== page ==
Irish Community Connections by Irish Community News
Local Irish caught in immigration raid
Posted on Tuesday, April 16, 2013 at 06:54 PM
- New York Irish Center's bi-lingual winter table quiz, get out and practice your cúpla focal
- New York City’s Basket Brigade appeal for help this Thanksgiving
- Enrol for American citizenship classes at the Irish International Immigrant Center
- World Mental Health Day, starting the conversation
- Employment rights in America
A number of Irish immigrants were among those detained by Immigration & Customs Enforcement this week. Confidentiality prevents us from releasing further information at this time. We can confirm our Chaplain Fr. John McCarthy and Attorney Chris Lavery are providing assistance to those in need of same.
We can confirm that it has come to our attention that a number of Irish immigrants have been altering their passports using fake visa stamps to obtain drivers licenses. We recognize the need for changes to regulations allowing immigrants not yet in lawful status to apply for a drivers licenses, get tested and insured properly, said Chris Lavery, who fielded a number of calls on the subject on Wednesday morning. But we have always advised people not to alter or tamper with government documents in an attempt to convince registry officials they are lawful present in the US.
April 15 is the IRS imposed tax filing deadline for most. People are reminded that having taxes in order is of benefit in immigration and US citizenship filings. In fact, having tax returns filed is part of the immigration reform framework agreement agreed by the US Senate group presently working on reform proposals in DC.
Calls from overseas
This week one of my callers was an Irish man living in France. He had hoped to apply for an H1b visa but since it has been suggested by USCIS that they are all gone for the coming year, he has now decided to enter the US on a fiancé visa. His US citizen fiancé will have to petition for him. Declan had thought about entering the US as a tourist and then marrying his girlfriend but we warned him that this could be construed as visa fraud by USCIS and could result in denial of his visa petition.
This is a topic I have not covered in a long time so this week we’re providing some general information on the process. The fiancé visa is also referred to as the K-1 visa.
K-1 Fiancé Visas
If your fiancé is residing overseas, and you intend marrying in the US, you have to submit a petition for a K visa or fiancé visa to US Citizenship and Immigration Services (USCIS). You will need to obtain a Form I-129F from US CIS. Forms are free at www.uscis.gov
Form I-129 comes with two pages of instructions. Form I-129 should come with two G-325 forms attached to it. You and your fiancé will need to complete a G-325 each. You may also need to submit an I-134 with the fiancé visa petition. This is an affidavit to state that you will be able to support your fiancé following his entry to the US. Do not mistake this I-134 with the Form I-864 that is part of the package of paperwork you will need to submit to CIS following your marriage in the US.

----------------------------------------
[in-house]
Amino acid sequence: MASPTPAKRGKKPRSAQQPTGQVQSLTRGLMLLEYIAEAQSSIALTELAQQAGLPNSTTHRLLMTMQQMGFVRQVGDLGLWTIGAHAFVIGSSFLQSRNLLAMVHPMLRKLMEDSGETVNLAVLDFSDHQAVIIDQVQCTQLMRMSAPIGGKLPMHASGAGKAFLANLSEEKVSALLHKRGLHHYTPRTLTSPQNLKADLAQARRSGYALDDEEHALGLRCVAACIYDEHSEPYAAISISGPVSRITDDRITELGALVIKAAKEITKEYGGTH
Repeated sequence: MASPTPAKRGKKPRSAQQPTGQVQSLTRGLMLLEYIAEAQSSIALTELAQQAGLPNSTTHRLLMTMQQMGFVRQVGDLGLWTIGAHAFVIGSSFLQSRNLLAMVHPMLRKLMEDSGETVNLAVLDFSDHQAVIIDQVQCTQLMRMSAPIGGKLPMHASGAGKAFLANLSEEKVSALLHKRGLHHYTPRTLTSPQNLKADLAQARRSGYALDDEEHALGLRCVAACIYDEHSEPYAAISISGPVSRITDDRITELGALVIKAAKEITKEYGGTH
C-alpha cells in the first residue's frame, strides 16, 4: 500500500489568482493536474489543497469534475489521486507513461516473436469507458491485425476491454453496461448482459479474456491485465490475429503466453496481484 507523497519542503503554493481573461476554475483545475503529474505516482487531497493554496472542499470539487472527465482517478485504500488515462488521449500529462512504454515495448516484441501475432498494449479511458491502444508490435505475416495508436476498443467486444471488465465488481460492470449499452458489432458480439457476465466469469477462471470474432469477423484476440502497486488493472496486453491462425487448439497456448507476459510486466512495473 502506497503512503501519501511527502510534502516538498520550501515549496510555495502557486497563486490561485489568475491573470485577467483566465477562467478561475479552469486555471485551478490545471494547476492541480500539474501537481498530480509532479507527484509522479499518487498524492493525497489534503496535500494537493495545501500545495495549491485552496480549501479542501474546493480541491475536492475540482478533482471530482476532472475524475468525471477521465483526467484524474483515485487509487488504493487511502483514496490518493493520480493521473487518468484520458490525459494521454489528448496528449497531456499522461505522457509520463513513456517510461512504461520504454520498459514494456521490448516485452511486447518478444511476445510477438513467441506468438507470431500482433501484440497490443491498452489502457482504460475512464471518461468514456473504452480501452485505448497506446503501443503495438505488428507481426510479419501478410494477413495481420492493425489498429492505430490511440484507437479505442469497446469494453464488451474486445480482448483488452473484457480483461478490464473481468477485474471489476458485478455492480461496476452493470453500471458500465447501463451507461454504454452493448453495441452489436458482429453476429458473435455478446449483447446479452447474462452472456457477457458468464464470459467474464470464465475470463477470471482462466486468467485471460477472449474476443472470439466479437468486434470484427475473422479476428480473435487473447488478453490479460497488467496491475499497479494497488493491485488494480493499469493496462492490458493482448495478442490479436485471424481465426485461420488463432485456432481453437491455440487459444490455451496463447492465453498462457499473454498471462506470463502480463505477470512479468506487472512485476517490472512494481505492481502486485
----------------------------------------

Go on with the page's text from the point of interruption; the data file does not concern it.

The fiancé visa is applied for at the CIS Regional Service Center (in the Northeast, at the Vermont Service Center). It takes one to two months to process. After approval, it can take 3 to 6 months to obtain a fiancé visa, which is issued at the US Embassy in your fiancé’s home country. The US citizen will receive a copy of the approval of the fiancé visa, and the US Embassy overseas will subsequently receive a copy of the approval notice. It can sometimes take a few weeks for the approval notice to get to the US Embassy overseas, and your fiancé may contact them by phone or walk in to the embassy. Because US CIS timeframes vary, there is no way to confirm how long this process can take. Problems with fingerprints, background security checks, and medical examination scheduling problems may delay the K petition for several months.
The consular officer will notify the beneficiary when the approved petition is received and provide to the beneficiary the necessary forms and instructions to apply for a "K" visa. A fiancé visa applicant is an intending immigrant and, therefore, must meet documentary requirements similar to the requirements of an immigrant visa applicant. The following documents are normally required:
-- Valid passport
-- Birth certificate
-- Divorce or death certificate of any previous spouse
-- Police certificate from all places lived since age 16
-- Medical examination
-- Evidence of support
-- Evidence of valid relationship with the petitioner
At the IPC, staff may provide you with general direction on how to proceed with a fiancé and 1-485 adjustment of status petition. In this scenario there is no need to submit an I-130 as the I-129 is the visa petition. It is a document intensive process. See the CIS website if you need forms: www.uscis.gov
Next Legal Clinic
Our next legal clinic will be on May 7th at 6:30 pm in The Banshee, 934 Dorchester Ave. Dorchester. Meantime call or email me with any questions.
Disclaimer: Please note that the information contained in it is provided to inform generally, and is not intended as a substitute for individual advice. Immigration law is subject to frequent changes and individual circumstances can affect the application of certain legal provisions. For individual legal advice, please contact the Irish Pastoral Centre directly regarding upcoming legal clinics or consultation with an immigration attorney.See more: Irish Emigrant , Boston Local , Irish in Boston , Irish immigration